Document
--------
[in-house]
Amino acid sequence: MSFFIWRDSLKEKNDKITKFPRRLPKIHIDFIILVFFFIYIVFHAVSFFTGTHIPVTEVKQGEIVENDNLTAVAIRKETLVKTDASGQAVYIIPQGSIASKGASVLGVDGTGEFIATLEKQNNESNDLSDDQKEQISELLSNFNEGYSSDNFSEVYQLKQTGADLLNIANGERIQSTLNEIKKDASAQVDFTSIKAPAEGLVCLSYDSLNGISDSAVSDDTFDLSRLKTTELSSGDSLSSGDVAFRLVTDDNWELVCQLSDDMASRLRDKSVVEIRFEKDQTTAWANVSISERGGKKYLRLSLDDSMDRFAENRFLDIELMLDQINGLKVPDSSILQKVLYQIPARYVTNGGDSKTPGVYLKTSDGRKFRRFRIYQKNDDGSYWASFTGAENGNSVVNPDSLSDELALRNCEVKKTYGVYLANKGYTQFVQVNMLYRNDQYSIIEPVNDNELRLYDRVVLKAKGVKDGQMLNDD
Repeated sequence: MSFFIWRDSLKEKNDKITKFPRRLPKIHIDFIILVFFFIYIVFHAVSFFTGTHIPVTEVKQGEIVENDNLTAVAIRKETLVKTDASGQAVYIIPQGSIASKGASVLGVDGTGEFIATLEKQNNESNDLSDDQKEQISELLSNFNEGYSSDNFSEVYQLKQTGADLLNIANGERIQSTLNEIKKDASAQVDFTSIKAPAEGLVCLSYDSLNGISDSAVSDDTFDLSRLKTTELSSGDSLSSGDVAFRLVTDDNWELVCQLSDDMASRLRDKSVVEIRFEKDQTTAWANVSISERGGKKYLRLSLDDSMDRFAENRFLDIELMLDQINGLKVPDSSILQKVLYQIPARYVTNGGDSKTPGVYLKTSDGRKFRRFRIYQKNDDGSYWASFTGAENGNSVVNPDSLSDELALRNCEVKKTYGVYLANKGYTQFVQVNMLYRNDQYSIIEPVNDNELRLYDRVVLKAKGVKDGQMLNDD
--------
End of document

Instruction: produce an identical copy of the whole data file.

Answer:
[in-house]
Amino acid sequence: MSFFIWRDSLKEKNDKITKFPRRLPKIHIDFIILVFFFIYIVFHAVSFFTGTHIPVTEVKQGEIVENDNLTAVAIRKETLVKTDASGQAVYIIPQGSIASKGASVLGVDGTGEFIATLEKQNNESNDLSDDQKEQISELLSNFNEGYSSDNFSEVYQLKQTGADLLNIANGERIQSTLNEIKKDASAQVDFTSIKAPAEGLVCLSYDSLNGISDSAVSDDTFDLSRLKTTELSSGDSLSSGDVAFRLVTDDNWELVCQLSDDMASRLRDKSVVEIRFEKDQTTAWANVSISERGGKKYLRLSLDDSMDRFAENRFLDIELMLDQINGLKVPDSSILQKVLYQIPARYVTNGGDSKTPGVYLKTSDGRKFRRFRIYQKNDDGSYWASFTGAENGNSVVNPDSLSDELALRNCEVKKTYGVYLANKGYTQFVQVNMLYRNDQYSIIEPVNDNELRLYDRVVLKAKGVKDGQMLNDD
Repeated sequence: MSFFIWRDSLKEKNDKITKFPRRLPKIHIDFIILVFFFIYIVFHAVSFFTGTHIPVTEVKQGEIVENDNLTAVAIRKETLVKTDASGQAVYIIPQGSIASKGASVLGVDGTGEFIATLEKQNNESNDLSDDQKEQISELLSNFNEGYSSDNFSEVYQLKQTGADLLNIANGERIQSTLNEIKKDASAQVDFTSIKAPAEGLVCLSYDSLNGISDSAVSDDTFDLSRLKTTELSSGDSLSSGDVAFRLVTDDNWELVCQLSDDMASRLRDKSVVEIRFEKDQTTAWANVSISERGGKKYLRLSLDDSMDRFAENRFLDIELMLDQINGLKVPDSSILQKVLYQIPARYVTNGGDSKTPGVYLKTSDGRKFRRFRIYQKNDDGSYWASFTGAENGNSVVNPDSLSDELALRNCEVKKTYGVYLANKGYTQFVQVNMLYRNDQYSIIEPVNDNELRLYDRVVLKAKGVKDGQMLNDD